Matthew Sweet asks, “Are you willing to be bad long enough to get really good?”
Considering starting something? Keep this in mind: You’re going to suck. Really bad. Possibly for a long time.
This morning, I was reading Sick in the Head. It’s Judd Apatow’s collection of interviews with great comedians. I came across this exchange with Amy Schumer:
“Amy: … I started doing open mics. They were the worst shows in the world.
Judd: So how long until you were okay at it?
Amy: Four years. It wasn’t until the end of the Last Comic Standing tour that I was okay. I could do five minutes, but to do a twenty-minute set and have it be okay? That took three or four years.”
This is my third attempt at writing a blog. The two that came before were shit. Embarrassing. Amateur. But that’s okay. I learnt from them and came back better.
If you’re an artist, your first few thousand drawings might be awful. You’ll come back to them in ten years and think, “what the fuck was I doing?”
If you’re an entrepreneur, your first fifty attempts to get something off the ground might bomb. And they might only be a handful of thousands of other ideas you passed over.
If you’re a podcaster, your first one hundred episodes won’t be the best. It takes time to find your style and learn how to interview.
No matter what you start, the first few years, the first thousand attempts are going to suck. The question is, can you survive it? Are you willing to embrace the suck?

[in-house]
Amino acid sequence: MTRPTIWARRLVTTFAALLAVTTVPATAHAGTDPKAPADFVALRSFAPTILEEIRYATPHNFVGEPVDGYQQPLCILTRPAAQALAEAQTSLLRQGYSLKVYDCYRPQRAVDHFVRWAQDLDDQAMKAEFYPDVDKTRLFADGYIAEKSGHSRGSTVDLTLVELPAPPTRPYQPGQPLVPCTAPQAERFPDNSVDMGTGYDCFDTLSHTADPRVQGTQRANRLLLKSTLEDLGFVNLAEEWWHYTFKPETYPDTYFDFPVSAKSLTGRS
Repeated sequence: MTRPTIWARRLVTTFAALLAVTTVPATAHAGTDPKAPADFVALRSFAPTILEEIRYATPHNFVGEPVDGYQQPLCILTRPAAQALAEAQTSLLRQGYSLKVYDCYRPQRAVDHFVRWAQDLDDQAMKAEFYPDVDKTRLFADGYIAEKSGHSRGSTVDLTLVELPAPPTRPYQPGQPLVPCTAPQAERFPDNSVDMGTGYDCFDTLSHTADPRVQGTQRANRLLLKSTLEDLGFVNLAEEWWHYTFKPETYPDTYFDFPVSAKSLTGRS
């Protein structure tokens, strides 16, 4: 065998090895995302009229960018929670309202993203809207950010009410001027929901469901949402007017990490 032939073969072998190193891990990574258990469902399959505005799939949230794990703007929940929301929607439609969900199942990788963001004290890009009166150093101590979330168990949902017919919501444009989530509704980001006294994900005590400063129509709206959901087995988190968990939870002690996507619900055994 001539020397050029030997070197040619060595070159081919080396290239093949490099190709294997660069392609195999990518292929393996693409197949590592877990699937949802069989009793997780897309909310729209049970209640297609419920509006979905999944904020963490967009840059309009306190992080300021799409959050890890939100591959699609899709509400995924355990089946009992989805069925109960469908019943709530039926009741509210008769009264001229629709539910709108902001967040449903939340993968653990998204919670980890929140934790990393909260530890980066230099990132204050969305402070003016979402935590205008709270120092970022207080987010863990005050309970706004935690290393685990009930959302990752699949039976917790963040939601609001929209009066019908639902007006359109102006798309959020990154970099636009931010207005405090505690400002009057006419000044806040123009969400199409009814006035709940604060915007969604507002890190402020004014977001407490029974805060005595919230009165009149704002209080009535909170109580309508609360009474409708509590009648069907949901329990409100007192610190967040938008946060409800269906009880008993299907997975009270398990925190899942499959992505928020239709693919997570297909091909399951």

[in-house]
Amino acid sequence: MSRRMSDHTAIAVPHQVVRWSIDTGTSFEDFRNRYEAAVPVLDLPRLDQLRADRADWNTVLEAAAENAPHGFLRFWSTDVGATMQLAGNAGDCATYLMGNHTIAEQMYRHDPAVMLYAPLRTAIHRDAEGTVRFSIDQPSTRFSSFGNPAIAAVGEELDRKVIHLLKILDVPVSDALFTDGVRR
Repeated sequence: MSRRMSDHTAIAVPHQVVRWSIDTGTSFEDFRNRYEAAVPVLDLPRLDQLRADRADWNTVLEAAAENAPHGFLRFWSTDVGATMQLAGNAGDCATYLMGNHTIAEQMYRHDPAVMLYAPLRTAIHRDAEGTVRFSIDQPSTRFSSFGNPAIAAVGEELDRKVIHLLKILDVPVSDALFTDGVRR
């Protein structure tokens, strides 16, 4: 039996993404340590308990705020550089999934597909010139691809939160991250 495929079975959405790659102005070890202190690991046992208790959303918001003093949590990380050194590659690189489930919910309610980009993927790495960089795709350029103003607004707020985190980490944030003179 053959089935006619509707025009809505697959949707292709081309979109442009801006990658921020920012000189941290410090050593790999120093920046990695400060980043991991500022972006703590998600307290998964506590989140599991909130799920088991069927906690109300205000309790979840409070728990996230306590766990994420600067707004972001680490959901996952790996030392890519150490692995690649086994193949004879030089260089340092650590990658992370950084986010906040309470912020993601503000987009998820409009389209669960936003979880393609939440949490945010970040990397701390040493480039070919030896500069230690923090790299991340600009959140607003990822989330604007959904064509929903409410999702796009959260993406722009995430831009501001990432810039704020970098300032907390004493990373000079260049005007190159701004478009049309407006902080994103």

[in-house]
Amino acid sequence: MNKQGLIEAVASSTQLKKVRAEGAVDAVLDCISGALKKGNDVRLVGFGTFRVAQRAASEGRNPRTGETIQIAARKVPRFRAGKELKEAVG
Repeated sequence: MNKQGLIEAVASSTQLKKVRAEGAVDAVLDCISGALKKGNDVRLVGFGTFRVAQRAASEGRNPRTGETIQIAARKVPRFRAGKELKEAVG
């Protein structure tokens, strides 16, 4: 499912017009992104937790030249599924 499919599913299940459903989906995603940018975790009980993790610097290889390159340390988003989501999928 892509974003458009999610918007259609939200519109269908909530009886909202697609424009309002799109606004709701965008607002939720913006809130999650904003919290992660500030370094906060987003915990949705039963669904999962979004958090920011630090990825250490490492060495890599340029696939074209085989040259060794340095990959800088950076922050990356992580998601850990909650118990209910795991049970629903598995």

This is what Seth Godin talks about in The Dip, which explains why quitting is a strategic, not a moral decision. He asks, are you willing to go through the dip? Are you willing to persevere long enough to come good?
James Altucher in his article on re-inventing yourself talks about the timeline.
Year One: you’re flailing and reading everything and just starting to DO.
Year Two: you know who you need to talk to and network with. You’re Doing every day. You finally know what the monopoly board looks like in your new endeavors.
Year Three: you’re good enough to start making money. It might not be a living yet.
Year Four: you’re making a good living.
Year Five: you’re making wealth.
It’s the long view.
Whatever you do, you have to do it every day, for decades. But in the beginning, you have to remember that each of those days isn’t going to be the best.
The quality of what you produce won’t always match up with what you think are capable of creating. You’re going to spend a few years being unsatisfied. It will take a few years for your skill to match up with your vision.
Which means, for a long time, it’s going to suck. It’s going to be a long, hard struggle. The question is, are you going to embrace that, or run from it?
Are you willing to be bad long enough to get really good.